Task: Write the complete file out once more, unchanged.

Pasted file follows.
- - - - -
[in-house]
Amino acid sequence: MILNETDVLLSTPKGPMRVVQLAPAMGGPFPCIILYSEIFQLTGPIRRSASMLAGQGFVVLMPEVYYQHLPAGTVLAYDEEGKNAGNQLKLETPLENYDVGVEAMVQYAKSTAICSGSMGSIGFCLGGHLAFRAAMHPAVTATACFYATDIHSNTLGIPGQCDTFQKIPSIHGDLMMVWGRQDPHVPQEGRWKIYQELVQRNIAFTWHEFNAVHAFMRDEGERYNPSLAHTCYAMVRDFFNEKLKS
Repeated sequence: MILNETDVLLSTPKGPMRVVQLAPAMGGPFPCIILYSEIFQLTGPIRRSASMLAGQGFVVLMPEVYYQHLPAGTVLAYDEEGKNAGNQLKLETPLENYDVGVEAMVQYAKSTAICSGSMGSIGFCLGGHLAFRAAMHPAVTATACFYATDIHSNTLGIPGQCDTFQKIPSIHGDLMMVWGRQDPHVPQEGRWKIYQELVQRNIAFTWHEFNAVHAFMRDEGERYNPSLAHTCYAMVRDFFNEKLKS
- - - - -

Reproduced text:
[in-house]
Amino acid sequence: MILNETDVLLSTPKGPMRVVQLAPAMGGPFPCIILYSEIFQLTGPIRRSASMLAGQGFVVLMPEVYYQHLPAGTVLAYDEEGKNAGNQLKLETPLENYDVGVEAMVQYAKSTAICSGSMGSIGFCLGGHLAFRAAMHPAVTATACFYATDIHSNTLGIPGQCDTFQKIPSIHGDLMMVWGRQDPHVPQEGRWKIYQELVQRNIAFTWHEFNAVHAFMRDEGERYNPSLAHTCYAMVRDFFNEKLKS
Repeated sequence: MILNETDVLLSTPKGPMRVVQLAPAMGGPFPCIILYSEIFQLTGPIRRSASMLAGQGFVVLMPEVYYQHLPAGTVLAYDEEGKNAGNQLKLETPLENYDVGVEAMVQYAKSTAICSGSMGSIGFCLGGHLAFRAAMHPAVTATACFYATDIHSNTLGIPGQCDTFQKIPSIHGDLMMVWGRQDPHVPQEGRWKIYQELVQRNIAFTWHEFNAVHAFMRDEGERYNPSLAHTCYAMVRDFFNEKLKS